Everyone is familiar with the machinations of the criminal moneymaking scheme that is ransomware. We have much less visibility into and understanding of what happens “after” the attack, however, which has become cyberthieves’ main business.
Today, the attackers don't just infiltrate machines. They analyze all the documents they copied from you—your stolen documents. Ransomware is not only the encryption of information, it access that allows everything. The attackers have become masters of your machine and they are going to blackmail you.
There exists a clear marketing mindset to the malevolence that they have set up:
- The first attack is the hostage taking of machines and files by encryption. They ask you to pay for the decryption of the documents taken hostage.
- The second attack is the threat from the hackers to disclose your information in order to alert the authorities. With the possibility of serious fines from regulations such as GDPR for the nondisclosure of attacks, this second attack has proved to be more and more common.
- The third attack is the auctioning of the data stolen from the companies that have not paid for the first two blackmail attempts.
The Auctioning of Stolen Data
Understand that everything is for sale: logins, passwords, identifiers, and basically all the data they can collect. The attackers make samples—a little bit like at your favorite perfumer's—and they contact all potentially interested parties. A deposit will then allow you to participate in this eBay-style online auction.
Partnerships now exist between ransomware operators to take advantage of this stolen data when ransoms are not paid. Operators can download and leverage this wider pool of data to help improve their own operations.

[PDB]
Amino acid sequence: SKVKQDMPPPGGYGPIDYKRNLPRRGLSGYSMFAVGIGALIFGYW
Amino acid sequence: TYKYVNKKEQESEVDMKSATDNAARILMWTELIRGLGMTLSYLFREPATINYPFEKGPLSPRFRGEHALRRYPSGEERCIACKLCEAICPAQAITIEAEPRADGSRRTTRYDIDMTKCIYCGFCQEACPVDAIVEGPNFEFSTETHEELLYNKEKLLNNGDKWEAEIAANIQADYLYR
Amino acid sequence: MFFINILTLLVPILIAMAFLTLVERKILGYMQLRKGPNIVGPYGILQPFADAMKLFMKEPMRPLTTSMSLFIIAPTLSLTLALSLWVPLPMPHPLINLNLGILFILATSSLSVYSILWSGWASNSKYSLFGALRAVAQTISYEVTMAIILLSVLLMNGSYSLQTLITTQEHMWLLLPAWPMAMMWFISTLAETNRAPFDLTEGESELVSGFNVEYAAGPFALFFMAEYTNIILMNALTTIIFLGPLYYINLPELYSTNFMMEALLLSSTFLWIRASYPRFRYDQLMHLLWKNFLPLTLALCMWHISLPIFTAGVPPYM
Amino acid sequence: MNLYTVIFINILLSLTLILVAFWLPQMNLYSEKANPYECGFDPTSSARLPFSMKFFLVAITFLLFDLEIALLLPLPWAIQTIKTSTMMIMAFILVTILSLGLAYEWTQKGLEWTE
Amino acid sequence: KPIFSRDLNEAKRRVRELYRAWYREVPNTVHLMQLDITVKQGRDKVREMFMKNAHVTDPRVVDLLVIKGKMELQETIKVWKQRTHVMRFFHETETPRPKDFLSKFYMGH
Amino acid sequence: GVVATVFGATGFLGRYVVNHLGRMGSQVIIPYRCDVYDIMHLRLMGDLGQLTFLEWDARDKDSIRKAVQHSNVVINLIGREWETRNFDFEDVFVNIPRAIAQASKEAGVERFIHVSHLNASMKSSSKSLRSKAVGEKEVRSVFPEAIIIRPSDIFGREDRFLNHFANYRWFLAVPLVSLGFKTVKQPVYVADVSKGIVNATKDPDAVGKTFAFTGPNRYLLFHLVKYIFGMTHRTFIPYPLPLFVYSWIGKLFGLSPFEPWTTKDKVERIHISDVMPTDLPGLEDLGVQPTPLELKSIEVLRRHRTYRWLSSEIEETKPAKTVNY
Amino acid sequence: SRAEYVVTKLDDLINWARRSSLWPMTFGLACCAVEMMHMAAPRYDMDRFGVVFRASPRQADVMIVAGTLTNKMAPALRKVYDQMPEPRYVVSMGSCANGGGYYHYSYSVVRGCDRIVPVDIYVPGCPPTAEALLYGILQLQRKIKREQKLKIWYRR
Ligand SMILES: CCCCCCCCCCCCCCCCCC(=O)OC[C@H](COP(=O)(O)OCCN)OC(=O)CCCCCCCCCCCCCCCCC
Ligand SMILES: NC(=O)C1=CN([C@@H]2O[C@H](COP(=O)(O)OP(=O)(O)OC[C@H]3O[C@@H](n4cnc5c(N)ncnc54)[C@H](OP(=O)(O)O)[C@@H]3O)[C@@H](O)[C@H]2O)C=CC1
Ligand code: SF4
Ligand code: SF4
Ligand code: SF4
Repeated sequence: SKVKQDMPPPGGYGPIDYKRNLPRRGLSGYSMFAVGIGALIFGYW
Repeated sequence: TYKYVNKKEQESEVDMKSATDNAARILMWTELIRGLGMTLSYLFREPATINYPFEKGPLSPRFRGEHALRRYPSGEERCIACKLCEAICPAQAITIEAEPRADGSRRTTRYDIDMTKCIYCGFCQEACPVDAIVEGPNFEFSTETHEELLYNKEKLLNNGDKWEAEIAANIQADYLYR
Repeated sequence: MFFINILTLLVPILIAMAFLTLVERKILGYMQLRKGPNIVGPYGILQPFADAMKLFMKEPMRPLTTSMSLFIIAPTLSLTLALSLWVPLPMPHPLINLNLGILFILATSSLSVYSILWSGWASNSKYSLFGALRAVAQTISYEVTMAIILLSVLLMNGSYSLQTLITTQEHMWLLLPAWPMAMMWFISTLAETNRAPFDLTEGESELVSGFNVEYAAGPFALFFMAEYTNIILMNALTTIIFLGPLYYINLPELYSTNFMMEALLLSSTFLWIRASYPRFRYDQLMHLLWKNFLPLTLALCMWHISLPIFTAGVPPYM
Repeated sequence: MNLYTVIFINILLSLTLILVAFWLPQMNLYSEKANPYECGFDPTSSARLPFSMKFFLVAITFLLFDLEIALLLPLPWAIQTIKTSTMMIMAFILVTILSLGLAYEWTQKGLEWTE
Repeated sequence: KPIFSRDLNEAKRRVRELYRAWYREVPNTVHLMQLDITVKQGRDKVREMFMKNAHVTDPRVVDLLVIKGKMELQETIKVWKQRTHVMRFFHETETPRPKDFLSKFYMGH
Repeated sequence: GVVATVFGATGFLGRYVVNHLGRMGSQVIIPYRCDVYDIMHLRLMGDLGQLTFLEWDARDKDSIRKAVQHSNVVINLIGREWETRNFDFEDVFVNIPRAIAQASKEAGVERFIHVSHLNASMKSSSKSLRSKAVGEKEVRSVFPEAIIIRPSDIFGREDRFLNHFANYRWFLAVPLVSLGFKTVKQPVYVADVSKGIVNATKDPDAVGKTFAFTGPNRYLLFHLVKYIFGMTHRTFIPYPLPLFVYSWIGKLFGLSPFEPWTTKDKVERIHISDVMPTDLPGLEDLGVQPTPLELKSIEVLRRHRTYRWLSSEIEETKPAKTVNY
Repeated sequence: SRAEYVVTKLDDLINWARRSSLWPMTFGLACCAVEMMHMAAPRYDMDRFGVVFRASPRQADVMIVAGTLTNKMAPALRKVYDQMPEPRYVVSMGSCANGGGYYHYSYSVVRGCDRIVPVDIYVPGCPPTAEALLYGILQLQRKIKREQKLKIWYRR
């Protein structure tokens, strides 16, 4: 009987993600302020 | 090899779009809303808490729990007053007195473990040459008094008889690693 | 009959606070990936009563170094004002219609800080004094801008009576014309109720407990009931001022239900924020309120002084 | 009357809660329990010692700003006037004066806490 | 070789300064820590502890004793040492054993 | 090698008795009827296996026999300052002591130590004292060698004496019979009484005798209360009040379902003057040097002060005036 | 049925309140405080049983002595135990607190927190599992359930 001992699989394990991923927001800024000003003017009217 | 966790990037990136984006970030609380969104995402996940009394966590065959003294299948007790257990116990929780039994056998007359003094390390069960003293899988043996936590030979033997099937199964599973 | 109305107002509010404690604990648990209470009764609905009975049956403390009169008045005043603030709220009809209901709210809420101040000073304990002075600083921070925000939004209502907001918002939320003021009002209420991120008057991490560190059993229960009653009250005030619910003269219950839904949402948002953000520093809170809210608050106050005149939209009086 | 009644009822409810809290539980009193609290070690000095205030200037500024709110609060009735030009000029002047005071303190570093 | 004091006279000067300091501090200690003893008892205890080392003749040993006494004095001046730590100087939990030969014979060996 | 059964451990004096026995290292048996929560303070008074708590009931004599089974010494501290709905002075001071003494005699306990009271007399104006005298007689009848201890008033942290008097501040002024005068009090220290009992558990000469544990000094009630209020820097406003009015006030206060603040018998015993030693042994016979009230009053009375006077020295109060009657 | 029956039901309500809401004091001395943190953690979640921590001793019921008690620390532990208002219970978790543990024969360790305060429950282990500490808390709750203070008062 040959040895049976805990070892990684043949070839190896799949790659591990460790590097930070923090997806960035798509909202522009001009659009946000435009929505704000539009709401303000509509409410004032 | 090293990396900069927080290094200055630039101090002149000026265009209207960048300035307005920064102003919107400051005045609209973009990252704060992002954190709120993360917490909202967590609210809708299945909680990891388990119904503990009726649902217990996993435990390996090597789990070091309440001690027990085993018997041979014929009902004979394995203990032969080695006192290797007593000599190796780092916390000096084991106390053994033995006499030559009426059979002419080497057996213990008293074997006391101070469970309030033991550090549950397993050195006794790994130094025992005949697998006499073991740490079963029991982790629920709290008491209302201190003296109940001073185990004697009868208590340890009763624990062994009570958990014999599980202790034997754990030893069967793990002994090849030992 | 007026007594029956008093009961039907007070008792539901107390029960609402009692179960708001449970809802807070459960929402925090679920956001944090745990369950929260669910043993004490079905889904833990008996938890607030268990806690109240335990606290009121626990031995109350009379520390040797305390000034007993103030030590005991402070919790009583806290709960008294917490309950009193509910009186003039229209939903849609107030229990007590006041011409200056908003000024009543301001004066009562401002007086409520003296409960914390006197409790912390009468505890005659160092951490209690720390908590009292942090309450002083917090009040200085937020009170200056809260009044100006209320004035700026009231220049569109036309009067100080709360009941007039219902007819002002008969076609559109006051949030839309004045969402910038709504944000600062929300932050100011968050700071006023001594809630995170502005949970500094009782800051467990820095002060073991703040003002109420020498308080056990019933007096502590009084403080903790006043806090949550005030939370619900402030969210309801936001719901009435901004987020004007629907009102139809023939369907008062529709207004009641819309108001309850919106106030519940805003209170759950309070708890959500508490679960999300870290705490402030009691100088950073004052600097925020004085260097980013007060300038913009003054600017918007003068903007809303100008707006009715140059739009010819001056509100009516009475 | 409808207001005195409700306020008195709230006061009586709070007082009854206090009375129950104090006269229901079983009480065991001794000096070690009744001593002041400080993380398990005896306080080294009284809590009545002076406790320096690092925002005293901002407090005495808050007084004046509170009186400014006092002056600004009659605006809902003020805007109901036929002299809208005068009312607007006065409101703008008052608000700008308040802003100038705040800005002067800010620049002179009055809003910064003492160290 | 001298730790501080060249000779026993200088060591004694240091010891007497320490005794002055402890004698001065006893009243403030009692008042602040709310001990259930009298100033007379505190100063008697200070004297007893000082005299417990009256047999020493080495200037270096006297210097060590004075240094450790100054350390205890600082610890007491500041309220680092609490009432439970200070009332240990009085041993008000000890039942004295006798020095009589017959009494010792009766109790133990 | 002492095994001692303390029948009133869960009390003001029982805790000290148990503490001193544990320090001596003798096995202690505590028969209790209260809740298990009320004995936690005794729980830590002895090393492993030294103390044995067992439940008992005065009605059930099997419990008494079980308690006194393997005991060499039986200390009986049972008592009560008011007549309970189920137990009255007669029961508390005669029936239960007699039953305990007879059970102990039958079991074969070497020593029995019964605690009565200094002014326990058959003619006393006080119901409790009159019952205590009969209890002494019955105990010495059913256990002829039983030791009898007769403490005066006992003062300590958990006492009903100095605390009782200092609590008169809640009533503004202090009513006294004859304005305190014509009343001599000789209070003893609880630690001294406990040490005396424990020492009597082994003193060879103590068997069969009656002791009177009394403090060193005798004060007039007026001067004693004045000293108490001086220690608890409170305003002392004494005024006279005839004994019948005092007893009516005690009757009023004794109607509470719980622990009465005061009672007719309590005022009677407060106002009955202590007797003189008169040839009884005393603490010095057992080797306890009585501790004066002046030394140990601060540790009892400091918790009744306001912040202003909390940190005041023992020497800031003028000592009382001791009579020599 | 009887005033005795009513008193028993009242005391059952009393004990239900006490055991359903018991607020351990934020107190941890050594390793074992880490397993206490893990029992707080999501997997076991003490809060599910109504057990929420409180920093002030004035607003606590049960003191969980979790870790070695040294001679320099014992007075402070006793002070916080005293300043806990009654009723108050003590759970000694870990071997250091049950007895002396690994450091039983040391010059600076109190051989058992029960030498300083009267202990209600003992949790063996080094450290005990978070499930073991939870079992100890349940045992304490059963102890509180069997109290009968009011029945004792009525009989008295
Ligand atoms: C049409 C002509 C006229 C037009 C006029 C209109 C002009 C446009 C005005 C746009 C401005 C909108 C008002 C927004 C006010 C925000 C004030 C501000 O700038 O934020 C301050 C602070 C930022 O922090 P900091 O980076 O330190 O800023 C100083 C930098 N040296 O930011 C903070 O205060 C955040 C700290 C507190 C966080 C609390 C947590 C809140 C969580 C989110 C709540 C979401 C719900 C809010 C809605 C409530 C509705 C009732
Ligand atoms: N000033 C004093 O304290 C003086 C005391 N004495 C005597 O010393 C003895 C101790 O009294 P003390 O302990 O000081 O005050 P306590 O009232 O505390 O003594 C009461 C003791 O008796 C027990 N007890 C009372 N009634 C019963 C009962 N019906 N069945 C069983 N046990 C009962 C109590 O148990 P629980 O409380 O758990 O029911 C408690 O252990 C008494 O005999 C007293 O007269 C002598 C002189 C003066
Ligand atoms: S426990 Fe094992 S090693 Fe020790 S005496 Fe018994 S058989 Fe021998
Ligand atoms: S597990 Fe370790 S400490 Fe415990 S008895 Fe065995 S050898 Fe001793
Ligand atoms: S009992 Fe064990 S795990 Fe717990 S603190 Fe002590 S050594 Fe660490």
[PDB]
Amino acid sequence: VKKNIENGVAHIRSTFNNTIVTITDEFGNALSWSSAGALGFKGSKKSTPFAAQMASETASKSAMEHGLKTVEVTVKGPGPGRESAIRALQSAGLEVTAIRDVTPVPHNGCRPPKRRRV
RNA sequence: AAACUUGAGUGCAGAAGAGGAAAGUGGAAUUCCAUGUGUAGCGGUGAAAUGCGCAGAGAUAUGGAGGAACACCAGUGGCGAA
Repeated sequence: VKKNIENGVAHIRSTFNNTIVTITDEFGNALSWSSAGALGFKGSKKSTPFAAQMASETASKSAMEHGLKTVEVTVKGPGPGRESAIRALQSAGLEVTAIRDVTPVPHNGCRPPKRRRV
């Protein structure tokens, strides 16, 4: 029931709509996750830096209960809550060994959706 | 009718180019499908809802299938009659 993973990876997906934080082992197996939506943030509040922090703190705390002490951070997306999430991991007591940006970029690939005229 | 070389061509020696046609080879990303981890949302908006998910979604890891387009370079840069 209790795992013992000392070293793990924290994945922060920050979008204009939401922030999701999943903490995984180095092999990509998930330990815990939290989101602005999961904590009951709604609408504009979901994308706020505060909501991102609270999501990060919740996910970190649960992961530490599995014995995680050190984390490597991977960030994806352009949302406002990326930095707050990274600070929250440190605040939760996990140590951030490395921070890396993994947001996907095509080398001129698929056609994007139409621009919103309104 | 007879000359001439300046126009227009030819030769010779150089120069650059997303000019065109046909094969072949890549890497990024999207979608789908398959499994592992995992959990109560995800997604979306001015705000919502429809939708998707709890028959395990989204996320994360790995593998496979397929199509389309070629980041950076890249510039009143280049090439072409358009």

Rentals and Royalties through RRAS
It’s not only the operators of the ransomware themselves who can launch an attack. After a few months into the ransomware’s life, the business model may now switch to ransomware-as-a-service (RaaS). Recruitment is simple. You pay a rate ranging from $10 to several hundreds or thousands of dollars. Even if you know absolutely nothing about it, there are tools that will unfortunately allow you to harm everyone. You can infiltrate, copy, encrypt, send the message, and negotiate.
Royalties can also be collected by the RaaS operator, ranging from 30% to 70% of the amount raised from the ransomware. In the case of a large New York law firm, for instance, ransomware attackers asked for $40 million—30% of that kind of payout can be a real motivator for the original operator to share their tools! Some RaaS operators even create promotional videos to sell you their little “toys.” This and the many add-on options that you can rent give you a view into the marketing mindset of these operators.
MSPs’ Important Role
It’s clear we are dealing with increasingly organized networks. What’s more, ransomware technology is becoming accessible to everyone, including employees who might want to take revenge on an organization. All of this effectively makes small and medium-size businesses extremely easy targets because they’re not prepared.
Managed service providers have a really important role to play in protecting their SMB clients. They also have a heavy responsibility because they hold the keys to their customers' information systems.
Key preventative and proactive measures are needed to provide additional layers of defense against ransomware. Two-factor authentication coupled with contextual access controls and logon monitoring will help detect suspicious behavior and put a stop to it before a data breach occurs.
No one today can honestly guarantee 100% security. That said, you have to be organized beforehand and ready for the day that this kind of disaster happens.
FRANÇOIS AMIGORENA is the founder and CEO of IS Decisions, and an expert commentator on cybersecurity issues. IS Decisions software makes it easy to protect against unauthorized access to networks and the sensitive files within. Its customers include the FBI, the U.S. Air Force, the United Nations, and Barclays.